Citizenship education for unity and diversity within multicultural societies: critical policy responses within Europe
journal contributionposted on 29.04.2013, 13:23 by Michalis Kakos, Nektaria Palaiologou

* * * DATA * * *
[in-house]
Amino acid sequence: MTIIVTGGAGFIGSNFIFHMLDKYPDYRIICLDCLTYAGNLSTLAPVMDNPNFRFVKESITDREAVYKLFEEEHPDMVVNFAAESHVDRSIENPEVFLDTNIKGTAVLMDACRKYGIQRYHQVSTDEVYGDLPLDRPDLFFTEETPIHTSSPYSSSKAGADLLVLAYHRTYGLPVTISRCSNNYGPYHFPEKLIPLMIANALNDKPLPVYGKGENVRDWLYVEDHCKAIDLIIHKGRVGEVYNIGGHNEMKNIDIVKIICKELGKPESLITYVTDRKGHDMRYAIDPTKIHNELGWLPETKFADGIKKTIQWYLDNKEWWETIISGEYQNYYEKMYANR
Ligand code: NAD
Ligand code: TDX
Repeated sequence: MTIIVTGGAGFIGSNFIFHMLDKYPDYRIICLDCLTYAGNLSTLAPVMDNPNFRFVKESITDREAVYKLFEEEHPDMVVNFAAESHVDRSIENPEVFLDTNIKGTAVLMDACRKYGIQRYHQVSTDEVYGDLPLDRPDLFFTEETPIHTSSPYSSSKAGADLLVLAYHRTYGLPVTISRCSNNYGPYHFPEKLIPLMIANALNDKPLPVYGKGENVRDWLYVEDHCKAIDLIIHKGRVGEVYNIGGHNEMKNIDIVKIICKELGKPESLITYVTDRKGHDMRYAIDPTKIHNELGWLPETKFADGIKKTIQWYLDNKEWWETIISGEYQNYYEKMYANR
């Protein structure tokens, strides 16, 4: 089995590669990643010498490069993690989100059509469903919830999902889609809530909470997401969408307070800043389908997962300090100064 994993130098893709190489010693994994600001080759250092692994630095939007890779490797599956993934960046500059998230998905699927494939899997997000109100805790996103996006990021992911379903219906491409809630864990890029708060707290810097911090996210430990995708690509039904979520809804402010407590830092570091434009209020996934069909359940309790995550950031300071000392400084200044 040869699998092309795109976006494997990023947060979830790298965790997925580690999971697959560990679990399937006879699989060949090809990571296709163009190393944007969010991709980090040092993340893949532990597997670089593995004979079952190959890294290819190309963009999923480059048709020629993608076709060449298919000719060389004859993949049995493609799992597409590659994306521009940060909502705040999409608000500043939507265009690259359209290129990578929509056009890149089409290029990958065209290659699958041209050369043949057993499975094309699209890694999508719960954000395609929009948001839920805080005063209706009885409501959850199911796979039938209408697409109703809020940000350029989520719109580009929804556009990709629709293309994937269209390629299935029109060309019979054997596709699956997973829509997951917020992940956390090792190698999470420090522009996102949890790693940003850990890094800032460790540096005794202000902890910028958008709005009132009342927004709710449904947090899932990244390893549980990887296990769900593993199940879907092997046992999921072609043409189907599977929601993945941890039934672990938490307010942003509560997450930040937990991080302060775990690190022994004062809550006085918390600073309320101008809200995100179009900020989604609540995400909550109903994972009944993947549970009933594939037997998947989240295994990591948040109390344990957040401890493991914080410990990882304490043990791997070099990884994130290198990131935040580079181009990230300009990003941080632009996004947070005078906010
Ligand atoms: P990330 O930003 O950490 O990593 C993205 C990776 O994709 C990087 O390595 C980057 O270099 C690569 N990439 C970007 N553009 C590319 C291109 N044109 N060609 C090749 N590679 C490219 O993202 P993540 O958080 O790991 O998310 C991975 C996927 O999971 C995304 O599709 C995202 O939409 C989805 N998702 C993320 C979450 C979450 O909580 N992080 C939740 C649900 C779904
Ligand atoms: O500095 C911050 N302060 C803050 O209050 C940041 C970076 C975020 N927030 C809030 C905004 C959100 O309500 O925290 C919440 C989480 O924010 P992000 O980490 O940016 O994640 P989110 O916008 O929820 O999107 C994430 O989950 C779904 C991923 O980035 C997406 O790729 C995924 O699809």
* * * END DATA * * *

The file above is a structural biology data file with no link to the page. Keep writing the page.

The multidimensional crisis in Greece has influenced relations between the native population and the large number of ethnic, national, cultural and religious minorities currently residing in the country. Poverty, intolerance and an increase in political extremism contribute to a grim illustration of the position of minority groups in Greece. Convinced there is a role for education in responding to this social fragmentation, and in actively supporting the development of intercultural understanding, this paper evaluates the Greek State’s approach to, understanding of, and expectations in reference overcoming divisions in society. Focusing particularly on the role of education in the development of students’ intercultural citizenship and identity, the study analysed four key documents outlining official strategies for the inclusion of minorities and the programme designed for Citizenship education. Our analysis suggests that although attempts have and are being made to improve intercultural communication, underlying these attempts is the problematic understanding underpinning Greek identity, which suggests Greece is an ethnically homogenous, mono-cultural society. The distinction between ‘Us’ and ‘Them’ which is integrated into Citizenship and intercultural education programmes could act as a counter-force to tolerance, preventing the attainment of the objectives set out in these programmes.